The babies that learned to feed orally in the study did so through approaches developed at the Newborn and Infant Disorders Program at Nationwide Children's Hospital. The program accelerates newborns' feeding skills through individualized, crib-side studies. To determine the underpinning of each newborn's feeding problem, the team uses a special feeding tube with advanced sensors to capture the rhythm of muscular contractions throughout the entire aero-digestive tract, beginning with the mouth and ending beyond the stomach. The signals from the tube are translated into a graphic form and are evaluated. Data is then shared with a multidisciplinary clinical team that collaborates to execute the individualized strategies for delivering effective nutrition, based on the baby's individual needs.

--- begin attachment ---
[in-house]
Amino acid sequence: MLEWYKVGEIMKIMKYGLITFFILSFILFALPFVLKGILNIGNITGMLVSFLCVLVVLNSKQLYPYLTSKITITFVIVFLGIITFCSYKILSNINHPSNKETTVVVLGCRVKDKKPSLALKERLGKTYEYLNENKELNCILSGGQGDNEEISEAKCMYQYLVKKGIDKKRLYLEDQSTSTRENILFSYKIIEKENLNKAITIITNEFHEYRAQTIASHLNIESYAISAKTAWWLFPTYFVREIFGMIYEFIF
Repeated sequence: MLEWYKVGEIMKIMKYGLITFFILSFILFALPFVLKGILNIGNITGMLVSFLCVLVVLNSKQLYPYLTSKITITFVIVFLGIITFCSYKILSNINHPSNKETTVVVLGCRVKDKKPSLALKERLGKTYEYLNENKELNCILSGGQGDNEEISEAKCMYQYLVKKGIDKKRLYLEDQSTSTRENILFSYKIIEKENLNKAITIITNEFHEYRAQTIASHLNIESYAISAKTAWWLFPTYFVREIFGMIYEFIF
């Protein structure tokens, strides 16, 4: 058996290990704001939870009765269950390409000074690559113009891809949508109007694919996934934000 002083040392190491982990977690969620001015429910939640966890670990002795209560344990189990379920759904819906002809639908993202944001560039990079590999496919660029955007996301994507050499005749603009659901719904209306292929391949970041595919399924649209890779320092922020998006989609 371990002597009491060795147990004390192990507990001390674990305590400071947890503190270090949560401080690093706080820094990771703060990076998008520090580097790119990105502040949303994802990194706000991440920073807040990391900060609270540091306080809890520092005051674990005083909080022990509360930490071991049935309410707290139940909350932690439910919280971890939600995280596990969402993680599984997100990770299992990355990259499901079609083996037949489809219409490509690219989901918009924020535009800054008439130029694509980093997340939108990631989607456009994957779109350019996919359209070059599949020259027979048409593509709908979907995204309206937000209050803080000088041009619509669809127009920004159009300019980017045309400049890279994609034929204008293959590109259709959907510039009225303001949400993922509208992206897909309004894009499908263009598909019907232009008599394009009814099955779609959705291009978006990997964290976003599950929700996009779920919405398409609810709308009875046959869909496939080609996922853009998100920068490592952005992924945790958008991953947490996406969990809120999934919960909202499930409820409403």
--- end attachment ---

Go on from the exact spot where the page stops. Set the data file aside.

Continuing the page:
In light of outcome data, this multidisciplinary program could serve as a model of care for newborns with feeding disorders and could lead to new understanding of how pediatric feeding disorders develop. "These diagnostic and therapeutic strategies that have evolved to improve feeding success may raise the health quality and lower the costs," said Dr. Jadcherla.


'/>"/>

Contact: Mary Ellen Peacock
MaryEllen.Peacock@NationwideChildrens.org
614-355-0495
Nationwide Children's Hospital
Source:Eurekalert

Related biology news :

1. Studies point to novel target for treating arrhythmias
2. Studies examine genetic determinants of ADHD